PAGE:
Old town shops: Bazaar browsing
The restoration of the cobbled streets and old stone shops and houses of Mostar's old town is very successful and has led to the area being placed on the UNESCO World Heritage list. They certainly are full of charm and character, reflecting their Turkish cultural origins. These days the workshops and craftsmens' studios are mostly shops, particularly on the eastern side of the bridge in the street known as Kujundziluk, once the home of the town's metal workers.
The craft and souvenir shops along the western approach to the bridge are interspersed with cafes and there's also a good bookshop with a reasonable stock of English language books on Bosnian history and culture.
What to buy: There's still plenty of metal work to be found in the shops along Kujundziluk - the copper coffee sets are very cute with their fat little sugar bowls and coffee pots sitting on a tray with a set of tiny handless cups in copper holders, just the thing for the jolt of caffeine delivered by traditional Turkish coffee.
Metal work of another kind produces pens and other trinkets made from shells and bullets - war turned kitsch, and just the sort of thing a teenage son or nephew will appreciate, though your own sensibilities may find them rather macabre.
What to pay: In this world of the global market place, it's very difficult to know what is a genuine local handicraft and what has come out of a foreign factory. The cheaper an item appears, the more chance there is that it's factory made. Most craftspeople know the worth of their labour and charge accordingly. A little haggling is possible but nothing really good id going to be given away for a pittance.
Kujundziluk Street: Turkish Bazaar
There is a street on the eastern edge of the Neretva River that runs downhill toward the Old Bridge that reminds me of another time. Walking here, I felt like the clock had rolled back 50 or maybe a hundred years and the shops that line the street are very interesting for browsing. You'll find local handicrafts and tourisy items as well.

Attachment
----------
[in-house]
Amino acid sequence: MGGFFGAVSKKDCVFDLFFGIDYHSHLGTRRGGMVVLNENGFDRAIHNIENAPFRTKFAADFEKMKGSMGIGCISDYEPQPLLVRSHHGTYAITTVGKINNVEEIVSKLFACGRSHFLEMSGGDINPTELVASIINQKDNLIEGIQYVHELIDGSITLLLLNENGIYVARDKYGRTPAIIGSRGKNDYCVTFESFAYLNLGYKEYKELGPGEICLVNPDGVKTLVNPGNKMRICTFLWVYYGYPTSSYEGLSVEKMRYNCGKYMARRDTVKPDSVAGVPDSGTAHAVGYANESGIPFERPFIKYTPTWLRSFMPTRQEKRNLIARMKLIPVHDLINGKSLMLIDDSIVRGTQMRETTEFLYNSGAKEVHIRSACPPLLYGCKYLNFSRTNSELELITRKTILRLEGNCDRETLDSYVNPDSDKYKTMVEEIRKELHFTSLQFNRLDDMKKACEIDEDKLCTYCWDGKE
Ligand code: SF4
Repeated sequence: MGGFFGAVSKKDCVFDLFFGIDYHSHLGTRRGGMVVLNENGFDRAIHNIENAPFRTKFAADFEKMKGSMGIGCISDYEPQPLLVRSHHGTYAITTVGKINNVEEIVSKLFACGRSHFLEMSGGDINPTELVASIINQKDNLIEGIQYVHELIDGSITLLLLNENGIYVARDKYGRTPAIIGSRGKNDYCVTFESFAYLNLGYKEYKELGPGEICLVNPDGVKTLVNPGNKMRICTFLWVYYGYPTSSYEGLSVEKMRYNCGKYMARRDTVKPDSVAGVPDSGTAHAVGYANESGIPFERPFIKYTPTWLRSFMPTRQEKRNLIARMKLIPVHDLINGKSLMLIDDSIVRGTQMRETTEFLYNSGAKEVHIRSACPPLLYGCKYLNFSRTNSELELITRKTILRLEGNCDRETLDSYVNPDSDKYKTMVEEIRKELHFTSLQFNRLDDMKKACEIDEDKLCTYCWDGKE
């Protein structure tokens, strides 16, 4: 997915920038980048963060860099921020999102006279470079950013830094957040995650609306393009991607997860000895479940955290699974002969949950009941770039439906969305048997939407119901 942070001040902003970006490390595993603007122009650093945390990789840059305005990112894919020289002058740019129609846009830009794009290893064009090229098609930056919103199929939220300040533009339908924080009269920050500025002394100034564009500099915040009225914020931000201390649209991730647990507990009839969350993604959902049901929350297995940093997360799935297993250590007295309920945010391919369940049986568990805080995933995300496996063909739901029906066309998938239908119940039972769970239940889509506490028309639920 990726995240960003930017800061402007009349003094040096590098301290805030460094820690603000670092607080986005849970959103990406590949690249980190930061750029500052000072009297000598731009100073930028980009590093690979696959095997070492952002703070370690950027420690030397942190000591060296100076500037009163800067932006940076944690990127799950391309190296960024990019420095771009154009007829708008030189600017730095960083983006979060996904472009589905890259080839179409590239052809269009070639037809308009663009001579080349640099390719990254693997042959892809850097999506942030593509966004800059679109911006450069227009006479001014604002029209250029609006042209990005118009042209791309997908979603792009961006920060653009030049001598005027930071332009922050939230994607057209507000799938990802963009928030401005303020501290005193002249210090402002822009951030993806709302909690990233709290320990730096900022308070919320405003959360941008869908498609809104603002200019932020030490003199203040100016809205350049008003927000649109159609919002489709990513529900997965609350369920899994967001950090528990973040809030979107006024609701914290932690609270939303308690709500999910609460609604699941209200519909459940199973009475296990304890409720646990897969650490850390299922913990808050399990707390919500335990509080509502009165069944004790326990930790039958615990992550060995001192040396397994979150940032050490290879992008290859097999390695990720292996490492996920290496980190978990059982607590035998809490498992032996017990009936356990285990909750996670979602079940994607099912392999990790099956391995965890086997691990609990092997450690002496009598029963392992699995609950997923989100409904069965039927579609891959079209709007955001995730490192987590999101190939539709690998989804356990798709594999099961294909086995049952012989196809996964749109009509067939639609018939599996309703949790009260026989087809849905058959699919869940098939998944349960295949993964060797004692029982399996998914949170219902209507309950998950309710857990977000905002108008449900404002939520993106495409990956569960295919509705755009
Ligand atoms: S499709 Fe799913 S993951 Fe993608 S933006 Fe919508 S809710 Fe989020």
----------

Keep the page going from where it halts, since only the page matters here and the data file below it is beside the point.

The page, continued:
Kujundziluk Street: Stone path to Turkish delights
Here's a wide shot of Kujundziluk street. As you walk along this stretch you are surrounded by stone. The street below your feet and the walls surrounding you all are made of ancient, cold stone.
Many of the shops along the street are run by local artisans that sell objects ranging from rugs to copperworks to jewelry and paintings. It's a shopper's delight (even if you're not Turkish).
west side of the town: not too many variety
I am disappointed with the offer of souvenirs, which is very uniform and monotonous. The general impression is that all street vendors offer the same goods and coming from only one supplier. Almost all have identical magnet stickers for the fridge, identical bags and the identical cheap cloths of poor quality. Where are homemade souvenirs or craft works from small manufactures?
Do all visitors of Mostar must take home a completely identical souvenirs?
Plenty to buy
We crossed the bridge and found a delightful street with several cafes where you could take the air and a Turkish coffee while gazing at the river and the bridge etc.